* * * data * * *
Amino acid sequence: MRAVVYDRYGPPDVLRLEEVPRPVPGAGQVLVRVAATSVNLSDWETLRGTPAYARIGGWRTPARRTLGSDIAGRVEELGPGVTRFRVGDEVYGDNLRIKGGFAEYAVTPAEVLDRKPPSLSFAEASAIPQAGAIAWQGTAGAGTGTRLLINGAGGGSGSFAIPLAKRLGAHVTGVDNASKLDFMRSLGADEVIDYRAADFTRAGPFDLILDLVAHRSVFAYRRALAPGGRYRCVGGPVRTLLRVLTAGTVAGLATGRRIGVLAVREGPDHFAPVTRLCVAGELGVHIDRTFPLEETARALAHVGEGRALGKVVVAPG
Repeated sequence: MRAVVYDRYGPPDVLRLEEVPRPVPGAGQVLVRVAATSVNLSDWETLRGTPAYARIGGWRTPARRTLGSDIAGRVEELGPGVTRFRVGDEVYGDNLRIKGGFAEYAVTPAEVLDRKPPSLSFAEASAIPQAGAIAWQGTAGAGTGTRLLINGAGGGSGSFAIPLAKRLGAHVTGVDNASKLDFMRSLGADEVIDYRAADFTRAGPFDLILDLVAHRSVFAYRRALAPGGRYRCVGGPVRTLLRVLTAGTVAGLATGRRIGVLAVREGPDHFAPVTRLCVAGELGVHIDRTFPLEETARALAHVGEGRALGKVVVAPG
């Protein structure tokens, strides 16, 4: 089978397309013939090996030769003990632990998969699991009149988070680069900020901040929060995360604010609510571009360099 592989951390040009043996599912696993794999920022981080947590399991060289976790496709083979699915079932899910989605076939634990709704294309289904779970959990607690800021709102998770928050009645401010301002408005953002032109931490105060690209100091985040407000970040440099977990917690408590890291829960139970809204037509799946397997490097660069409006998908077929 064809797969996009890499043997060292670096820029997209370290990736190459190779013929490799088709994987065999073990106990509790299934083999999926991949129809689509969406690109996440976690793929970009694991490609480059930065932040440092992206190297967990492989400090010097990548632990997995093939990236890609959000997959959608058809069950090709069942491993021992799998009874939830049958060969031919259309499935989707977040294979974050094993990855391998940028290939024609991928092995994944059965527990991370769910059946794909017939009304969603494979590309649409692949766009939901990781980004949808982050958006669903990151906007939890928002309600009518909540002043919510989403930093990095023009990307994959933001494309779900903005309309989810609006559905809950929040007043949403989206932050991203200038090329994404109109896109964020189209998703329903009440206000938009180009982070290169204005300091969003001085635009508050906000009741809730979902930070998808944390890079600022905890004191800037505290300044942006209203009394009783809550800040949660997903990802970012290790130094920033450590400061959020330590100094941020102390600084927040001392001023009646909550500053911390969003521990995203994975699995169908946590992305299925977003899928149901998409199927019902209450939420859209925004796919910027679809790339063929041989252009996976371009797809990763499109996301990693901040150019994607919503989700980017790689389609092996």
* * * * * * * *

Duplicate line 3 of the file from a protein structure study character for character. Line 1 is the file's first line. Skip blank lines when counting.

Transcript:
């Protein structure tokens, strides 16, 4: 089978397309013939090996030769003990632990998969699991009149988070680069900020901040929060995360604010609510571009360099 592989951390040009043996599912696993794999920022981080947590399991060289976790496709083979699915079932899910989605076939634990709704294309289904779970959990607690800021709102998770928050009645401010301002408005953002032109931490105060690209100091985040407000970040440099977990917690408590890291829960139970809204037509799946397997490097660069409006998908077929 064809797969996009890499043997060292670096820029997209370290990736190459190779013929490799088709994987065999073990106990509790299934083999999926991949129809689509969406690109996440976690793929970009694991490609480059930065932040440092992206190297967990492989400090010097990548632990997995093939990236890609959000997959959608058809069950090709069942491993021992799998009874939830049958060969031919259309499935989707977040294979974050094993990855391998940028290939024609991928092995994944059965527990991370769910059946794909017939009304969603494979590309649409692949766009939901990781980004949808982050958006669903990151906007939890928002309600009518909540002043919510989403930093990095023009990307994959933001494309779900903005309309989810609006559905809950929040007043949403989206932050991203200038090329994404109109896109964020189209998703329903009440206000938009180009982070290169204005300091969003001085635009508050906000009741809730979902930070998808944390890079600022905890004191800037505290300044942006209203009394009783809550800040949660997903990802970012290790130094920033450590400061959020330590100094941020102390600084927040001392001023009646909550500053911390969003521990995203994975699995169908946590992305299925977003899928149901998409199927019902209450939420859209925004796919910027679809790339063929041989252009996976371009797809990763499109996301990693901040150019994607919503989700980017790689389609092996």